How villagers in North-East are rewriting the Forest Bill

The recent Forest Conservation Amendment Act created a stir with its amendments to the definition of forests and changes in processes related to the conversion of forest land for other purposes. The bill differs from a 1996 Supreme Court order that guaranteed permit clearances for all forests on government records, and limited those protections to reported or declared forests only. It also eliminates the need to obtain permits to clear forests within 100 kilometers of the Mediterranean region – a move that has serious implications for the future of forests in the Northeast, where increased investment is pouring into their economic development.

Forests in northeastern India account for 23.75 percent of the country’s total forest cover. However, the region is facing the highest rate of forest loss in the country. Between 2011 and 2021, the Northeast has lost more than 3,000 square kilometers of forests according to the Forestry Survey of India. Of this, nearly a third occurred between 2019 and 2021. This forest loss was driven by increasing development pressures and economic pressures on communities neighboring forests. The region is at the crossroads in its development trajectory and the need for a sustainable development framework that conserves forests – the lifeblood of a very rural population of smallholder farmers. However, communities are already driving change, walking the fine line between their own economic growth and protecting the forests that sustain their soils and water systems.

Communities take the lead

Communities in the Northeast have a long history of forest-related conservation practices. In Schedule VI countries such as Nagaland and Manipur, communities often follow traditional land management practices that designate certain forest areas as community protected forests. Meghalaya is famous for its sacred gardens. A 2006 World Bank study of forests in northeastern India found that states, where community councils retain clear authority over forests, have more effective forest conservation practices—and, as a result, higher and richer forest cover.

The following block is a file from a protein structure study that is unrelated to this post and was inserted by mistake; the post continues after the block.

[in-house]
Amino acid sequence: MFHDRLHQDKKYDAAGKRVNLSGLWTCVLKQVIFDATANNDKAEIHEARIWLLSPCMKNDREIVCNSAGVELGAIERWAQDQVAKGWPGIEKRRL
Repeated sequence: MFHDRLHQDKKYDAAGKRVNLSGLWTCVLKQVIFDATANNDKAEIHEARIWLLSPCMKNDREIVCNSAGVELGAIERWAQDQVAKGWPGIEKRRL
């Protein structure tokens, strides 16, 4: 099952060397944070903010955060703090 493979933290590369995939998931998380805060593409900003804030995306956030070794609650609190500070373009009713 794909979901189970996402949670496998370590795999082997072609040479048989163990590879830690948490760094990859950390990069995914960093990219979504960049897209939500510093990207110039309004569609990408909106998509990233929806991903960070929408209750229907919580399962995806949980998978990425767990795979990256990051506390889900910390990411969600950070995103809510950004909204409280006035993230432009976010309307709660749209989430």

In Fakim ​​village in Nagaland’s Kiphire district, these traditional forest management practices are alive and thriving. The community owns private land for agricultural work or animal grazing and these lands are strictly defined by the Community Protected Forest Area. Entry to the Community Reserve Forest is partially restricted, requiring prior notification from the village council. Both deforestation and hunting are prohibited and hefty fines are imposed on those caught in the act. Any harvesting of produce or firewood is on a small scale for personal or community use.

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The area has seen an increasing number of community conservation activities, motivated by traditional beliefs and customs. Community members have stepped forward as local leaders, to take an active part in these environmental conservation and management projects. Elsewhere in Nagaland, the community in Khonoma Village has established the Khonoma Nature Reserve and Tragopan Sanctuary to protect the endangered Blyth’s Tragopan bird species and ecosystem. The community is actively involved in forestry efforts, with regular anti-poaching patrols and awareness campaigns for both locals and tourists, building an environmentally sensitive tourism model in the long term.